Another Buffalo Incubator

Here at WNYLRC, we consider ourselves an incubator of library ideas. One of our members or staff have an idea for a project, and we get it started– with the successful ones often taking on a life of their own, eventually being managed by our members or other organizations.

I just learned about another organization in the area, that could be considered an incubator in the business world. You may remember earlier this spring we partnered with the local chapter of Girl Develop It to offer a web design class (with more classes in this partnership to follow). Following the lead of my colleague Janelle Toner, who spearheaded the partnership, I joined the organization myself, as I’m interested in brushing up on my technical skills. One of their monthly events is “Code & Coffee,” an informal get together where people can ask questions of each other and get help with current projects. I attended this past Monday’s Code & Coffee, held at Dig.

Dig ( describes itself as a co-working space. All chairs, desks and tables have wheels on them, so the space can be structured however you want. Separate areas are created by the yellow bungee cords you see in the picture, allowing the room to be divided but still open. (And of course, there is wifi throughout!) Libraries looking to be more conducive to patron collaboration could get some great ideas here.

One of the main goals of Dig, we were told, is to allow entrepreneurs, small businesses, or people who work-from-home a place to work. It’s great for holding meetings or collaborating with other industries. Dig also has a team of “Mechanics” ( are experts in various fields, willing to share their expertise with entrepreneurs or workers who need help. Our tour guide explained that the ultimate success of the space is when a business grows enough that they no longer need Dig because they have their own office or building. Sounds like an incubator to me!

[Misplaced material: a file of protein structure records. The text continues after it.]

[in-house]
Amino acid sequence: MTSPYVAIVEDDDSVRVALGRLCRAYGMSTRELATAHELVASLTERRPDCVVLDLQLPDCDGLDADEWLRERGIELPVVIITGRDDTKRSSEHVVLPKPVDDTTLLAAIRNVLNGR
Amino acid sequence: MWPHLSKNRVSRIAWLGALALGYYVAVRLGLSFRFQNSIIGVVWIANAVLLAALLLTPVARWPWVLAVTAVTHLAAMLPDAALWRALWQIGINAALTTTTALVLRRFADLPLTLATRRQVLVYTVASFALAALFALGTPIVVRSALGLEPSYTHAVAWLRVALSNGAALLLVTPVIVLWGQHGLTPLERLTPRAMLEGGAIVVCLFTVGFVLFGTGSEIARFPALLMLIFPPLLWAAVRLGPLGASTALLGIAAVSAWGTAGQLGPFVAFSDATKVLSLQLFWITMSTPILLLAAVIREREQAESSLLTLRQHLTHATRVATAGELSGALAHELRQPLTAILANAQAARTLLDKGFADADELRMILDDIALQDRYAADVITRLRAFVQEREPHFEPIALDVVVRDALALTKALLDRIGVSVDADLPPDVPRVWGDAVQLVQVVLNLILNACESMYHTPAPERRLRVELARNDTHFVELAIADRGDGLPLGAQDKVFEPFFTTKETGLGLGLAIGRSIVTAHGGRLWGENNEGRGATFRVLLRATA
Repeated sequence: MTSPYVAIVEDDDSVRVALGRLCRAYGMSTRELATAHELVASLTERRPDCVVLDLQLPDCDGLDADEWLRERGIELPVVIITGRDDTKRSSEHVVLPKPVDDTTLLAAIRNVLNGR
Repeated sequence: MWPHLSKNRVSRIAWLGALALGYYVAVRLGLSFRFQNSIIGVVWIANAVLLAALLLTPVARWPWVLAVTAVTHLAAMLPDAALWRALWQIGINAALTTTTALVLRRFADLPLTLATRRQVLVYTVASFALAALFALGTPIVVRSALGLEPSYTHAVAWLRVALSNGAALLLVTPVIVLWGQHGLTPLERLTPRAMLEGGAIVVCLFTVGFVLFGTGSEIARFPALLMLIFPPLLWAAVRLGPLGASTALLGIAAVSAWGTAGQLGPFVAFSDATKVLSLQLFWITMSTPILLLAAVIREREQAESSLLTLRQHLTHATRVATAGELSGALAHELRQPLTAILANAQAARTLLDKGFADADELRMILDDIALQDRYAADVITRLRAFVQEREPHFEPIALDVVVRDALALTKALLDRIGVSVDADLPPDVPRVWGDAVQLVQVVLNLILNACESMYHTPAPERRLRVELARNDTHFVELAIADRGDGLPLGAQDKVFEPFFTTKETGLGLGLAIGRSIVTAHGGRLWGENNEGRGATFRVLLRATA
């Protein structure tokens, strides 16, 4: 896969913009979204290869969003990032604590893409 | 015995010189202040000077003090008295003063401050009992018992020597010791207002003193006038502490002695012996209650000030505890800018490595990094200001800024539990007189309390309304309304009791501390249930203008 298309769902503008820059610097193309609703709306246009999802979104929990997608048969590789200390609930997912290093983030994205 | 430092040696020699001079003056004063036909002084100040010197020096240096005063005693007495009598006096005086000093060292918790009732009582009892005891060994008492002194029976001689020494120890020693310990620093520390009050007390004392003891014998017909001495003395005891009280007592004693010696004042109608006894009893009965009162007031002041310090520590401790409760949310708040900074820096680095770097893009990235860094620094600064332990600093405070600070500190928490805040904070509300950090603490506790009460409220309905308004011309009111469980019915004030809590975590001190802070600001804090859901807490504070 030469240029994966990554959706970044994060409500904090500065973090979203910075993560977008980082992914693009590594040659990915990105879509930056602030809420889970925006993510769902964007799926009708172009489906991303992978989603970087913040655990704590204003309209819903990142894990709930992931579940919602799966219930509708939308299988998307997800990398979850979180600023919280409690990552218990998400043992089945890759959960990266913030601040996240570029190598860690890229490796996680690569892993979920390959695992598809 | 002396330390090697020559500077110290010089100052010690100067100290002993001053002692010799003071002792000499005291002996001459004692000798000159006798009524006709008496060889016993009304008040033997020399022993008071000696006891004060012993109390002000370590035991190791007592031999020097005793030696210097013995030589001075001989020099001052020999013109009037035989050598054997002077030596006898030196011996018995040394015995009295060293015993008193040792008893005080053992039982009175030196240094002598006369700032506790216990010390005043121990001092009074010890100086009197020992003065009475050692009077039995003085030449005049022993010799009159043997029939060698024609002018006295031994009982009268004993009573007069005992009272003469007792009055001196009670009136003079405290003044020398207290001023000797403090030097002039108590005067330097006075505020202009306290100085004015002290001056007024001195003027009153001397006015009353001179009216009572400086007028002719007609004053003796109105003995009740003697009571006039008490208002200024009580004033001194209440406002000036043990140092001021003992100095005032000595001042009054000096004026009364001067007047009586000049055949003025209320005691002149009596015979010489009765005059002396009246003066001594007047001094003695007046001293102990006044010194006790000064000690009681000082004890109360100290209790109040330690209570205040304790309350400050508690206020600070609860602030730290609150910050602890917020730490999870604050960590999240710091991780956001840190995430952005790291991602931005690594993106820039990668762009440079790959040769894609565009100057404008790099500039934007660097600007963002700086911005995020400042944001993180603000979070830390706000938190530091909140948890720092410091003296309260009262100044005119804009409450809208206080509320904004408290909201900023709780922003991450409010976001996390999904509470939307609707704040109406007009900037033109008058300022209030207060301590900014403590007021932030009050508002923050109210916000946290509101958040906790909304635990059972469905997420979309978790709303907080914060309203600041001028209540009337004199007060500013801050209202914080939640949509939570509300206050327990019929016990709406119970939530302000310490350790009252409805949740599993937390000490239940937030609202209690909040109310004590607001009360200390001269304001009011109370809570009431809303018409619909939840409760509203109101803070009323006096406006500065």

I’m not suggesting that our members all run out and join Dig. It’s not free, for one thing: But this could be a great source of ideas if your library is looking to rearrange its space. (It reminds me of when our Regional Advisory Committee visited Mohawk College and was impressed with their Collaboratory: Tours are available, so you might want to consider a visit.

And of course, it’s another great local resource to be aware of. You never know when you may be helping a patron who needs information on starting a business or launching their great idea. A recommendation to check out Dig may be just what they need.


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